Learning from web sites (Canada)

By detailed research in Canadian medical tourism web sites he reached the followings. Which country is stronger in which procedure? That is a question to be answered for policy making. (editor)

Destination countries and health care facilities, Types of advertised medical procedures, Core marketing messages of medical tourism companies, “Tourism” component of medical tourism (supports and services of companies)

Canadian medical tourism companies that have exited the marketplace: Content analysis of websites used to market transnational medical travel Leigh Turner  http://www.ncbi.nlm.nih.gov/pmc/articles/PMC3223128/


Review of Medical Tourism web sites

There isn’t any facilitator web site in Turkey although there are more than 30 accredited hospitals. There is only governmental web sites which are so far from giving enough information to a “scared” patient. These are first year in Turkey for en emerging industry.

Everything may be better but firstly we must define our needs. 

First quote paragraph is important I think. If you can produce comparable outcome data and have a proof of your health quality, you can do this work better. (admin)

Evidence-based. There are questions about the extent to which sites are conduits for information on clinical quality, safety and other performance criteria that may support informed decision-making. For example, do sites include details of infection rates or clinical outcome measures? What is the breadth and depth of evidence available across institutions and clinicians? Further, how is such information presented in terms of treatment risk (positive or negative) and decision-making?

There has been a burgeoning of sites dedicated to providing information for Medical Tourists in recent years, and in the sections below we provide an overview of such sites, identifying their characteristics

  • Open portals provide an entry point to many Medical Tourist destinations (including a range of countries and treatments). They allow individuals the opportunity to search for treatments, explore providers and to compare costs amongst the plethora of providers. For example www.treatmentabroad.co.uk and www.placidway.com/
  • Regional portals provide a gateway to treatments and countries for a particular region, for example Asian countries. For example www.healthtourisminasia.com/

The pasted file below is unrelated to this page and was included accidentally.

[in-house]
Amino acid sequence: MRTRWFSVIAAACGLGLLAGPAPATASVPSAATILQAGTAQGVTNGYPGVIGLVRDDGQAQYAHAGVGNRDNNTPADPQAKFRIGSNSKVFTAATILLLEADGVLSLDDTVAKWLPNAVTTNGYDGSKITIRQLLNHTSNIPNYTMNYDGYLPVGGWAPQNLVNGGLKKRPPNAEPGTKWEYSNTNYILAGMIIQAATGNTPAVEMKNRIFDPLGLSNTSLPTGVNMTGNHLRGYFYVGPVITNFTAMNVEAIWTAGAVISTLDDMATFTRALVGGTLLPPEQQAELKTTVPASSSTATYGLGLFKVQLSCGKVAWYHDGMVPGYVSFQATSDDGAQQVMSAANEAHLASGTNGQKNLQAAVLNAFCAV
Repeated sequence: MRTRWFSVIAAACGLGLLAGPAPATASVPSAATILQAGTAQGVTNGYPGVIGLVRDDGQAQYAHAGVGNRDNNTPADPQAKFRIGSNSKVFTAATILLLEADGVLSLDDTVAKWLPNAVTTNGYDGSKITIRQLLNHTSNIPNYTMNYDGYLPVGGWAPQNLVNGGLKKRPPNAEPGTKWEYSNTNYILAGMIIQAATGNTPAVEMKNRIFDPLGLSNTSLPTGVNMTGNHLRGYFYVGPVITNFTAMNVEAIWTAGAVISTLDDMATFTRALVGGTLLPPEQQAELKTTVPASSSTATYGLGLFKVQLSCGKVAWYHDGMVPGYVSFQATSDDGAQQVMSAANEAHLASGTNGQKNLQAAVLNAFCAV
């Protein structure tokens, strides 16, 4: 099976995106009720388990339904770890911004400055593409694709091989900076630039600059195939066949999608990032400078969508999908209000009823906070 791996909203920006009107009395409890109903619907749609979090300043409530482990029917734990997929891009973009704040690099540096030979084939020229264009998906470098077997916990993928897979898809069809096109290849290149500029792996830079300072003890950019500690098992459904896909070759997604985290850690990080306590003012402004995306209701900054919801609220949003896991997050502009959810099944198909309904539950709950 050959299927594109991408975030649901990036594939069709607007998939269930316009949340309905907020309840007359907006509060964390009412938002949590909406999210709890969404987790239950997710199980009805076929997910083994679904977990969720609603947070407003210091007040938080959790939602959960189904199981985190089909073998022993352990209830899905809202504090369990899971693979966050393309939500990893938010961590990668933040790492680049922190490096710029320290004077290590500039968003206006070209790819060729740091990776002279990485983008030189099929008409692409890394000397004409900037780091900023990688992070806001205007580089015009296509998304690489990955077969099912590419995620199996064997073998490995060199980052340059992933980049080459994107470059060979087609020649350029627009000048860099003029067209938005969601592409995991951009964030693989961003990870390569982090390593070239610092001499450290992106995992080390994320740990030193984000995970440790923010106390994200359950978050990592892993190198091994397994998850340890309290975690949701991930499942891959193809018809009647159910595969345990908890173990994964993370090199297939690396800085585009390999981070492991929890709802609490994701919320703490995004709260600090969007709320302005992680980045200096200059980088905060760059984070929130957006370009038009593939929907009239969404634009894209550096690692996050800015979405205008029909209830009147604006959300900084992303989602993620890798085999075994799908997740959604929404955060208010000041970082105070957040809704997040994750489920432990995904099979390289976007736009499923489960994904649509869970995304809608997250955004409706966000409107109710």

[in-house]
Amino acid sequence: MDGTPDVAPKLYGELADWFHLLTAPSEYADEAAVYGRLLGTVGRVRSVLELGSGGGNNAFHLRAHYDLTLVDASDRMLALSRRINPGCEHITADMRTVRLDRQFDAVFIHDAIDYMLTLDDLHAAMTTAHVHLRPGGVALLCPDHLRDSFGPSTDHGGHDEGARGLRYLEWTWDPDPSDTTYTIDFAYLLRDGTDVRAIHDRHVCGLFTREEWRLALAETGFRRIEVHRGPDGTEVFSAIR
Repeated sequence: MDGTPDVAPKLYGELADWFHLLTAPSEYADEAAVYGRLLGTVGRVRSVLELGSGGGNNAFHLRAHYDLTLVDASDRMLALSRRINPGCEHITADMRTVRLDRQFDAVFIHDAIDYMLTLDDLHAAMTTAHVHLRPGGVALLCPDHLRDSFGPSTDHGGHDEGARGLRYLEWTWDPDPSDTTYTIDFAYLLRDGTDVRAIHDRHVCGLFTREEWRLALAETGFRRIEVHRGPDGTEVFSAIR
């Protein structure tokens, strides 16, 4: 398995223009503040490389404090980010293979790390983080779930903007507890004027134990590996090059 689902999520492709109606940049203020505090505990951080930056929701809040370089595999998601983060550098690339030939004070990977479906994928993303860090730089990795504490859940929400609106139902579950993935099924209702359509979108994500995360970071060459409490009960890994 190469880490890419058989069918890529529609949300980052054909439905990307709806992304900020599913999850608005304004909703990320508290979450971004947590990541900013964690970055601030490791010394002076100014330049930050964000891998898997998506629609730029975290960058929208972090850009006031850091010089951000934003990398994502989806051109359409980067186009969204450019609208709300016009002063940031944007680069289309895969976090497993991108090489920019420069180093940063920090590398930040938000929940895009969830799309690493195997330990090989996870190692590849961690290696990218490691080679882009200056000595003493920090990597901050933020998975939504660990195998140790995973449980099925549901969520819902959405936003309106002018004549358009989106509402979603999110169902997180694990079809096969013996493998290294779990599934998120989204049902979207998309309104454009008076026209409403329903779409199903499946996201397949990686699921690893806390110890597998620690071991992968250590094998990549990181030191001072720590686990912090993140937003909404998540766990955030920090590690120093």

• National portals are sites that focus on treatments within one country, sometimes supported by a Government Department and seen as part of a broader economic development agenda. They may also have the support and sponsorship of travel organizations and the national tourism industry. For example: www.treatmentin hungary.net and www.medicaltourismofcostarica.com
  • Government portals exist where the national government has taken responsibility to develop Medical Tourism and has sponsored an organization to take this forward (e.g. in Singapore under the auspices of a state-supported body ‘Singapore Medicine’ see www.singaporemedicine.com).
  • Treatment portals provide information around particular treatments (e.g. dentistry or IVF) and allow individuals to search different providers and compare costs between providers for different treatments including www.ivfinfo.net/ivf.html for IVF services, and www.healthtour.co.uk for dental treatment in Poland.
  • Provider portals focus on treatments offered by a small group of providers, perhaps within a single city such as Prague or Budapest. Provider portals may focus on a single provider or group (e.g. a surgery or hospital) and provide information and details about the facilities, treatments on offer, and the training and experience of staff. For example http://www.medth. com/ focused on Marbella, www.beautyinprague.com centring on Prague, whilst www.bumrungrad.com/ details a major Thai provider of services.

quoted from: Nip, Tuck and Click: Medical Tourism and the Emergence of Web-Based Health Information Neil Lunt,*,1 Mariann Hardey,2 and Russell Mannion1